- Associated Press - Saturday, September 26, 2015

PAWNEE CITY, Neb. (AP) - The Pedal Clinic is like the holy ground for restored pedal tractors and pedal cars.

The tall and pitched ceilings, white walls, hardwood floors, stained glass and arch windows emit a clean and peaceful atmosphere for the more than 700 toys.

Paths are cleared between isles of toy tractors and cars posed on rows of shelves and parked on the floor, many with dolls in the driver seats. Lamps, quilts, smaller toys and other items fill display cases and the tops and corners of shelves and floors.

The free toy museum in Pawnee City opened in 2002, the Beatrice Sun (https://bit.ly/1UZwELP ) reported. Its name is inspired by the medical clinic that filled the space after it was a longtime church.

The collection by owners Bill and Elsie Sunneberg started in the 1950s.



“Our kids had a pedal tractor and it disappeared,” Bill said. “10 years after I decided it was gone, I found it in the ditch where I put the trash. It was made of aluminum which doesn’t rust, so I dug it up and re-did it.”

That was in the 1950s. Bill said the cars and tractors are still made today but not to the degree of quality they were back then.

The restoration process includes stripping the surface, sand blasting, fresh paint and other, more detailed tasks.

“I keep them on the shelf,” Bill said. “We have a couple at home that our grandchildren like. And we’ll take them to the Harvest Fest. Give the kids something to do.”

Pedal cars are more difficult to restore than pedal tractors, Bill said.

Though the toys can sell for several thousands of dollars, none are for sale.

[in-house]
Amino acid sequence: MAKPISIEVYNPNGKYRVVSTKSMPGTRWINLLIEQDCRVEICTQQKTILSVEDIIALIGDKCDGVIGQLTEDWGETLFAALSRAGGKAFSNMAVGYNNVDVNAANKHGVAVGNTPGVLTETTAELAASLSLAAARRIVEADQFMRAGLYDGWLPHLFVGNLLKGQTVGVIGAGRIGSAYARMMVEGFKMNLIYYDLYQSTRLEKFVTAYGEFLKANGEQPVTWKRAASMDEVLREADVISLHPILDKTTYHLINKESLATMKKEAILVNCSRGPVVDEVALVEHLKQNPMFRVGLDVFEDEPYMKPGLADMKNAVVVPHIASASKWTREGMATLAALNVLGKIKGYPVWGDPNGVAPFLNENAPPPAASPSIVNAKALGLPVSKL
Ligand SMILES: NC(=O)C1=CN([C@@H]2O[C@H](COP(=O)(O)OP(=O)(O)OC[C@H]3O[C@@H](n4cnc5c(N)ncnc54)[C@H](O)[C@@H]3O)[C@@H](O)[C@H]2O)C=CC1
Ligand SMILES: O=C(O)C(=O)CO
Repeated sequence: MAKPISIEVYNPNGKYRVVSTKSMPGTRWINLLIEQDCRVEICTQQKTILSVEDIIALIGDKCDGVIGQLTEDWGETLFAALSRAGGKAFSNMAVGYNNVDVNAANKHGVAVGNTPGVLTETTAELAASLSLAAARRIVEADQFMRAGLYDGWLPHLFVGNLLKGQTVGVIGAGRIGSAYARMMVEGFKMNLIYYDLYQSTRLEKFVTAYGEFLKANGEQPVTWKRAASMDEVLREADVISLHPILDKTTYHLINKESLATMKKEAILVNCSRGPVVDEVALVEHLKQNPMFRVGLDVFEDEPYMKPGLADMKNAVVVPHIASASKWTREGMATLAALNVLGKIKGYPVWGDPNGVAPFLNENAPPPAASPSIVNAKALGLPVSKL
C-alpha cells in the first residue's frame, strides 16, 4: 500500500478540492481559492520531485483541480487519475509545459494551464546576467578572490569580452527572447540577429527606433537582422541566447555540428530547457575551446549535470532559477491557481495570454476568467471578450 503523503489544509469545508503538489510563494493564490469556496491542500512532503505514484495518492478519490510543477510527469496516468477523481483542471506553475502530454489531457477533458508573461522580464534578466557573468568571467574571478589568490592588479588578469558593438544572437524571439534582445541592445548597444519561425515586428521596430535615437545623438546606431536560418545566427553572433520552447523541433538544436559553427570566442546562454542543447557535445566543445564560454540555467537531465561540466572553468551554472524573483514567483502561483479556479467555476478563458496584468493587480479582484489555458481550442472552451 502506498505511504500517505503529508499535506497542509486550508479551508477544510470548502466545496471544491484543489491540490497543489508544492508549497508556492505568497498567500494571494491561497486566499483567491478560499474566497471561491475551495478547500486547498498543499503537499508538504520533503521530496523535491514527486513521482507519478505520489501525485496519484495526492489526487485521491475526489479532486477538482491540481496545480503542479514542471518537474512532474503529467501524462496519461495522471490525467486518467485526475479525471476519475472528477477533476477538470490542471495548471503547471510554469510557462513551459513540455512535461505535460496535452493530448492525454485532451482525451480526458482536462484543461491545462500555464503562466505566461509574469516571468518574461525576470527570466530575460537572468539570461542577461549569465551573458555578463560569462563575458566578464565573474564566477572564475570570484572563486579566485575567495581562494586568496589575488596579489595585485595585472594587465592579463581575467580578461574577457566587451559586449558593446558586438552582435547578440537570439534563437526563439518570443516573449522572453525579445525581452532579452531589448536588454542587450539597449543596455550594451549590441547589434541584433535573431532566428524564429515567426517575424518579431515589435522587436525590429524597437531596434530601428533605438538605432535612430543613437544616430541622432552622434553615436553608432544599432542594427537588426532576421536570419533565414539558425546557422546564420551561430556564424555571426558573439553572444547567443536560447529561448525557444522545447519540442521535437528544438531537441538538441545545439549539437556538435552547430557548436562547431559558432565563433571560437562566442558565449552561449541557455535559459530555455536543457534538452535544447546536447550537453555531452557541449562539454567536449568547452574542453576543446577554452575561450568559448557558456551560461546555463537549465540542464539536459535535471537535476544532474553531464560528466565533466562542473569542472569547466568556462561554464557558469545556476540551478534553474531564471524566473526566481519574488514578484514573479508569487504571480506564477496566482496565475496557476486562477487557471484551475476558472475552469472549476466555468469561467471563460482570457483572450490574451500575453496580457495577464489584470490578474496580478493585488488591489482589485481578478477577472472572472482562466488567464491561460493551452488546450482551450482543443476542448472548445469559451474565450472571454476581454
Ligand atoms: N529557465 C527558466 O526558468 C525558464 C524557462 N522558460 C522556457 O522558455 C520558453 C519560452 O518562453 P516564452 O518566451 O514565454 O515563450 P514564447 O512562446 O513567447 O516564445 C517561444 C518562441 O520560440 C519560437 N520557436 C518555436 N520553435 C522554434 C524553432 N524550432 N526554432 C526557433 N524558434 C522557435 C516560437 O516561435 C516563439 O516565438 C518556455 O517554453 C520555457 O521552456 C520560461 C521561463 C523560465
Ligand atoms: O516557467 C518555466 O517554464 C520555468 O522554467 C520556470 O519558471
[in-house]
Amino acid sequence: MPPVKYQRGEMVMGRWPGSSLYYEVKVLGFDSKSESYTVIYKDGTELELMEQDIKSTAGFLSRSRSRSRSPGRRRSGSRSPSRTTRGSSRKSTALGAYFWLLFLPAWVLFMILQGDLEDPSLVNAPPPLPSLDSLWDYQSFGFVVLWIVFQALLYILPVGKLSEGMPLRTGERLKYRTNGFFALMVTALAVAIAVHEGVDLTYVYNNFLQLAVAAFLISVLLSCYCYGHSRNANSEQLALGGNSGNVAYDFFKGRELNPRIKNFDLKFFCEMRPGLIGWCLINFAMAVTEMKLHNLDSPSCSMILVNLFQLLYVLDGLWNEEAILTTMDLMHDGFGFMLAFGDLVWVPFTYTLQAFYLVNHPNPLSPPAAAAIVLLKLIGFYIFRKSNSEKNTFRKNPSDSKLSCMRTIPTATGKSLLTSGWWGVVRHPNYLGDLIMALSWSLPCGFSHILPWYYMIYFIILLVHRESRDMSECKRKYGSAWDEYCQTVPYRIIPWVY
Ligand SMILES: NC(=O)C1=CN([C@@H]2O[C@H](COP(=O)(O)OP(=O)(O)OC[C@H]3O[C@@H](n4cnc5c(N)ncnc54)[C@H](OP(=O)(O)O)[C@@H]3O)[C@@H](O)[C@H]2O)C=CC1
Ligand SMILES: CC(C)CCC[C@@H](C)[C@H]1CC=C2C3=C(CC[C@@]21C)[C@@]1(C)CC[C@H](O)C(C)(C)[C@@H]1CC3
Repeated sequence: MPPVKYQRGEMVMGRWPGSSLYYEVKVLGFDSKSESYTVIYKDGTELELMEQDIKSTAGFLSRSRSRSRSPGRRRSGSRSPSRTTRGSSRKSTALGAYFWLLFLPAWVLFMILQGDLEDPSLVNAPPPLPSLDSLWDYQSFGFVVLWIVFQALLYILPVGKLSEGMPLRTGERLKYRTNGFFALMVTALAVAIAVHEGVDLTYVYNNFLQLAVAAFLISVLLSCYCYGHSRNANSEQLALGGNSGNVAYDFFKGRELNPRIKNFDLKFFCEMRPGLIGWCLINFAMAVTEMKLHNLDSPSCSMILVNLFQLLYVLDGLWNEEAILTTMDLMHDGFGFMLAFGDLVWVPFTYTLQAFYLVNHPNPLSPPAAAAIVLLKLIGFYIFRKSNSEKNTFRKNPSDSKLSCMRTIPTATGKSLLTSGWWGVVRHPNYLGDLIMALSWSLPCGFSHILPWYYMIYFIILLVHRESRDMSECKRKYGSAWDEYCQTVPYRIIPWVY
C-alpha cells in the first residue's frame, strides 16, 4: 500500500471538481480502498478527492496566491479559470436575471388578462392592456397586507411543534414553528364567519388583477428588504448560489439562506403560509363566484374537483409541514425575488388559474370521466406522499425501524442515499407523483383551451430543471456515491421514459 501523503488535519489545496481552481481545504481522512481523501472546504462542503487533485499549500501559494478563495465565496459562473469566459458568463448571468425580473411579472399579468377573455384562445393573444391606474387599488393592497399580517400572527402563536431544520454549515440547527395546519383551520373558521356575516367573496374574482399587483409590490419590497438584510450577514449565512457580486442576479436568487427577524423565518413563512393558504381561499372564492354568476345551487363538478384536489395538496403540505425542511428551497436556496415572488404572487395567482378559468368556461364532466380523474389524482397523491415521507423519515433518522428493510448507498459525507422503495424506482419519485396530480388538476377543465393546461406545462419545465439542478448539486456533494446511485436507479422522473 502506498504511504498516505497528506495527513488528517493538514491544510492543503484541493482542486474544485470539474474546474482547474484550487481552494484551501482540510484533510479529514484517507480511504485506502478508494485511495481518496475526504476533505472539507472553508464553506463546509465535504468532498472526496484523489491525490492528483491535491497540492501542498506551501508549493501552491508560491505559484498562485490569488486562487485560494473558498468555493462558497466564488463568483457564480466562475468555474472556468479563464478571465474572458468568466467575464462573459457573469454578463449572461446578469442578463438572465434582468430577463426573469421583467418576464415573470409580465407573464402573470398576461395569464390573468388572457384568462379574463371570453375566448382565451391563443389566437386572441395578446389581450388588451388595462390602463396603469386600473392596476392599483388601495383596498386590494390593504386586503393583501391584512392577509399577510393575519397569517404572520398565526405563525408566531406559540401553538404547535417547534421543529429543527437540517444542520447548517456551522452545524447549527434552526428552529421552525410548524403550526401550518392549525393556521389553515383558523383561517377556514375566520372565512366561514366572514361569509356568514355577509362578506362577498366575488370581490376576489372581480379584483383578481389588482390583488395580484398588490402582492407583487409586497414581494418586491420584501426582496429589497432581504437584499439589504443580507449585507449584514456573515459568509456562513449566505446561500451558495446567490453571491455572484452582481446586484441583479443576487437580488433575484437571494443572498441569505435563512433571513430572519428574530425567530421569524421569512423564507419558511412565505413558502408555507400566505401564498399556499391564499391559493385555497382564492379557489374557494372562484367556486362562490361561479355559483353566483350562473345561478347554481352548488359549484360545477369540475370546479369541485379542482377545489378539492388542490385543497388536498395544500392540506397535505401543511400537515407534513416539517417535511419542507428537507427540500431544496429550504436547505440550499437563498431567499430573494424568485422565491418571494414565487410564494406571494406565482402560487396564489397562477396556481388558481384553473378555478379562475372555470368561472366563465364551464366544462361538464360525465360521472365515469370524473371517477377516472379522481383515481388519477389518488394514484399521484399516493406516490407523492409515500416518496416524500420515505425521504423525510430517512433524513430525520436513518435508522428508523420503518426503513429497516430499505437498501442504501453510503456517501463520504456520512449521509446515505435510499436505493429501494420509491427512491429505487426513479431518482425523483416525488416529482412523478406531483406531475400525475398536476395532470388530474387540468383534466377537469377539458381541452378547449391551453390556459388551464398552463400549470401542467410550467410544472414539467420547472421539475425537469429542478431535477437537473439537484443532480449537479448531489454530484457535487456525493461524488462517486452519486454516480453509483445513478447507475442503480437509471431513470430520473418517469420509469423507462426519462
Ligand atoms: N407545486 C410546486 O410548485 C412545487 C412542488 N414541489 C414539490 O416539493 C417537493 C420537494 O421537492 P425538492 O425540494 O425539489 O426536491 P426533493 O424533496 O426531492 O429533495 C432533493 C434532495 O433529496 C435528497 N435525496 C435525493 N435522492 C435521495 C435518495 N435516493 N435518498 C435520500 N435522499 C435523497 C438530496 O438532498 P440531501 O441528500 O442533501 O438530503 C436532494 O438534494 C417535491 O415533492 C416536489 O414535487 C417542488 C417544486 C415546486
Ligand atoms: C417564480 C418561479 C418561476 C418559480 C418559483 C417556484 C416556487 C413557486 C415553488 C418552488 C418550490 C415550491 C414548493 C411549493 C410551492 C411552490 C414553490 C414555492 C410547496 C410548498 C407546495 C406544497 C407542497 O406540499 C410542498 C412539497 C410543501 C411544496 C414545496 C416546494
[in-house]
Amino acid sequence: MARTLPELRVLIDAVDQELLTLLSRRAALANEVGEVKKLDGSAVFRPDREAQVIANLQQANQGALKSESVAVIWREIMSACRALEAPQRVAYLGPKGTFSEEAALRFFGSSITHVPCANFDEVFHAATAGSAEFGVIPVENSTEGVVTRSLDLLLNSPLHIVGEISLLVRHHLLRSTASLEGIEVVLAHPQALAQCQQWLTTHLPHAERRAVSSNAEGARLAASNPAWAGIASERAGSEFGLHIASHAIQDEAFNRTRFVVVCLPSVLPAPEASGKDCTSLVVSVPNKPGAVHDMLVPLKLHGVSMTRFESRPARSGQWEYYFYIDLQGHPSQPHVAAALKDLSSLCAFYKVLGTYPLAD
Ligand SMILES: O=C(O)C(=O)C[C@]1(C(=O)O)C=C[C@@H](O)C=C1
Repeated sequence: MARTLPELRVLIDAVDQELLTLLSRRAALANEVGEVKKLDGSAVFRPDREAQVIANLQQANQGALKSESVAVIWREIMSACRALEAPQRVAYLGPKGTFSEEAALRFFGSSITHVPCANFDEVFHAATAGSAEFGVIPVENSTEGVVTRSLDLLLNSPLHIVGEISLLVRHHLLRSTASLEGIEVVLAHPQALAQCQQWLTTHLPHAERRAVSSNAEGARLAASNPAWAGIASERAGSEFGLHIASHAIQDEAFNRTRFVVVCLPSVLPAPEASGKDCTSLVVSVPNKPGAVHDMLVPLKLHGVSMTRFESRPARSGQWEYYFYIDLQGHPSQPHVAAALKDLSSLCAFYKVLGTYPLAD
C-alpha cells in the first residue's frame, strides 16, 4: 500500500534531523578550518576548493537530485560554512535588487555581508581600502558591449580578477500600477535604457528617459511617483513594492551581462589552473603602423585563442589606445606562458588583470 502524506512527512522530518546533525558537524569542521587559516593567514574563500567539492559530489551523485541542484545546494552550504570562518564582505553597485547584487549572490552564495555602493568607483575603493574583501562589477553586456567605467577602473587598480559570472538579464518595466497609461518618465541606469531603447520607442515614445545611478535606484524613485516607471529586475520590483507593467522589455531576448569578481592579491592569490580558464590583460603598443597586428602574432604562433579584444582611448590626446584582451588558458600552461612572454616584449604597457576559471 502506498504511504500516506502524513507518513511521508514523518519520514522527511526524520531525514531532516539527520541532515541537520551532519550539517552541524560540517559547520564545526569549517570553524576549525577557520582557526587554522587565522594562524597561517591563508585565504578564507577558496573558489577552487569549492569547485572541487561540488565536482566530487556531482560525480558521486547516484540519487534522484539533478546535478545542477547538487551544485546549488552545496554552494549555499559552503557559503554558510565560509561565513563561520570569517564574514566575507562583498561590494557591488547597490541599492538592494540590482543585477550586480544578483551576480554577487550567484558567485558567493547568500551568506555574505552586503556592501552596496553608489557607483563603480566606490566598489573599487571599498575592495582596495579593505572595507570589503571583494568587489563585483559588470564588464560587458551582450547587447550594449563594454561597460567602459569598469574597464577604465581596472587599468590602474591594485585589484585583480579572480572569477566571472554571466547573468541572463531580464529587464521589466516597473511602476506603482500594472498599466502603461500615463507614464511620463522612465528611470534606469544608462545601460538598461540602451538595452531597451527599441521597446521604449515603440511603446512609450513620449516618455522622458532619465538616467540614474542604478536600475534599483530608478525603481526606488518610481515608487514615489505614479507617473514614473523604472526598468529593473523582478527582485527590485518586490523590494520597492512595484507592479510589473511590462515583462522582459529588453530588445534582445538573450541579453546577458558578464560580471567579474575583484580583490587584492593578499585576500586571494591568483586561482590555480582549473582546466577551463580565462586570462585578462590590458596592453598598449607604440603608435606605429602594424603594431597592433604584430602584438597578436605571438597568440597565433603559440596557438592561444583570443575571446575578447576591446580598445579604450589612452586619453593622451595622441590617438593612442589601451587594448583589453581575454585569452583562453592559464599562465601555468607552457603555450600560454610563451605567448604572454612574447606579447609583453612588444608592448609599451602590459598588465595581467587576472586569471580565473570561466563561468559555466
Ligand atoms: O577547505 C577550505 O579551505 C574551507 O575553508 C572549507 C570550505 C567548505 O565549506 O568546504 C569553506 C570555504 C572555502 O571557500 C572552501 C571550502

“We’ll pass them along to our kids,” Elsie said. “We already have some put in their names. They have no problem with that. At first, they thought it was goofy. But my two girls encouraged me to buy this space.”

Elsie, one of nine children, and Bill, one of 12, didn’t have toys growing up.

The toy tractors fill the main floor and basement of the old church. A high shelf that runs along the walls of the garage acts as overflow space for more pedal tractors and cars.

“We’re done shopping until we see something else,” Bill said.

The floor of the garage holds automobiles that Bill has also spent time restoring.

The Pedal Clinic is an integral part of the community.

“I know they’d like to see it stay here after we’re gone,” Bill said. “It brings visitors. A lot of people stop during the year. We get a lot of visits during the summer.”

The museum does hold regular business hours. Visitors can call 402-852-2655 or 402-852-6195 and the couple will happily open it up.

The Sunnebergs said about 800 visitors from around the world, including Japan, Ireland and Africa, visit the museum each year.

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Information from: Beatrice Sun, https://www.beatricedailysun.com

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